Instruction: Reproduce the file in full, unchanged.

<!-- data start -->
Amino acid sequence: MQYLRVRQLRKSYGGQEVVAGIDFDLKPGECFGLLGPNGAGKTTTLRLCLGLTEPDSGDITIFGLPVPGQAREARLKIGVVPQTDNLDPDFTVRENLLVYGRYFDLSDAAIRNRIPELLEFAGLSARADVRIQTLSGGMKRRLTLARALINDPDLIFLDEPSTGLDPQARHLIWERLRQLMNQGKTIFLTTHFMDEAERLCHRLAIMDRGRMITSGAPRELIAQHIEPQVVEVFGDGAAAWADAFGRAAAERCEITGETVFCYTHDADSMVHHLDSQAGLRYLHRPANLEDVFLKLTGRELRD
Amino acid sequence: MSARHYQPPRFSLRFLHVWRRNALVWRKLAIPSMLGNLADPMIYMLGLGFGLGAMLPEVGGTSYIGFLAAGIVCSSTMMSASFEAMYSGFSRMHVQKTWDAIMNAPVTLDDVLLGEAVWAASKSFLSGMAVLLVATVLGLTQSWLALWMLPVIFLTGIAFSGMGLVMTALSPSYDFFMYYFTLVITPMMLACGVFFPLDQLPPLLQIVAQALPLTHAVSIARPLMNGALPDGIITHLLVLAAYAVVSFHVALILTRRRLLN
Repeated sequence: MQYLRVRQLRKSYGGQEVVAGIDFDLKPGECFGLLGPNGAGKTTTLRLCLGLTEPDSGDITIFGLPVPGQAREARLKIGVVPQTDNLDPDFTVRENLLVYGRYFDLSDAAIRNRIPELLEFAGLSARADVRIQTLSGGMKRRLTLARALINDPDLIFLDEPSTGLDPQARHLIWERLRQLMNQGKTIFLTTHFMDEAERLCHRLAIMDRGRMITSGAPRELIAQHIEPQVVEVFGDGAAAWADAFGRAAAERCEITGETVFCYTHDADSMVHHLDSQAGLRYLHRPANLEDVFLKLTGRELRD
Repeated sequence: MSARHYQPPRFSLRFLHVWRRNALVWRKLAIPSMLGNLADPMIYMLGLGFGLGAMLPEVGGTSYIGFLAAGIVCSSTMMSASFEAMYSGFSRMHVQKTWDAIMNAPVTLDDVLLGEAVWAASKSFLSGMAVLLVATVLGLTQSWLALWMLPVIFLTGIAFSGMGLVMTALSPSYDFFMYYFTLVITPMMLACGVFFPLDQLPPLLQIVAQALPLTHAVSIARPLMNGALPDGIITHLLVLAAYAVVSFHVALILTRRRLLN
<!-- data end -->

Amino acid sequence: MQYLRVRQLRKSYGGQEVVAGIDFDLKPGECFGLLGPNGAGKTTTLRLCLGLTEPDSGDITIFGLPVPGQAREARLKIGVVPQTDNLDPDFTVRENLLVYGRYFDLSDAAIRNRIPELLEFAGLSARADVRIQTLSGGMKRRLTLARALINDPDLIFLDEPSTGLDPQARHLIWERLRQLMNQGKTIFLTTHFMDEAERLCHRLAIMDRGRMITSGAPRELIAQHIEPQVVEVFGDGAAAWADAFGRAAAERCEITGETVFCYTHDADSMVHHLDSQAGLRYLHRPANLEDVFLKLTGRELRD
Amino acid sequence: MSARHYQPPRFSLRFLHVWRRNALVWRKLAIPSMLGNLADPMIYMLGLGFGLGAMLPEVGGTSYIGFLAAGIVCSSTMMSASFEAMYSGFSRMHVQKTWDAIMNAPVTLDDVLLGEAVWAASKSFLSGMAVLLVATVLGLTQSWLALWMLPVIFLTGIAFSGMGLVMTALSPSYDFFMYYFTLVITPMMLACGVFFPLDQLPPLLQIVAQALPLTHAVSIARPLMNGALPDGIITHLLVLAAYAVVSFHVALILTRRRLLN
Repeated sequence: MQYLRVRQLRKSYGGQEVVAGIDFDLKPGECFGLLGPNGAGKTTTLRLCLGLTEPDSGDITIFGLPVPGQAREARLKIGVVPQTDNLDPDFTVRENLLVYGRYFDLSDAAIRNRIPELLEFAGLSARADVRIQTLSGGMKRRLTLARALINDPDLIFLDEPSTGLDPQARHLIWERLRQLMNQGKTIFLTTHFMDEAERLCHRLAIMDRGRMITSGAPRELIAQHIEPQVVEVFGDGAAAWADAFGRAAAERCEITGETVFCYTHDADSMVHHLDSQAGLRYLHRPANLEDVFLKLTGRELRD
Repeated sequence: MSARHYQPPRFSLRFLHVWRRNALVWRKLAIPSMLGNLADPMIYMLGLGFGLGAMLPEVGGTSYIGFLAAGIVCSSTMMSASFEAMYSGFSRMHVQKTWDAIMNAPVTLDDVLLGEAVWAASKSFLSGMAVLLVATVLGLTQSWLALWMLPVIFLTGIAFSGMGLVMTALSPSYDFFMYYFTLVITPMMLACGVFFPLDQLPPLLQIVAQALPLTHAVSIARPLMNGALPDGIITHLLVLAAYAVVSFHVALILTRRRLLN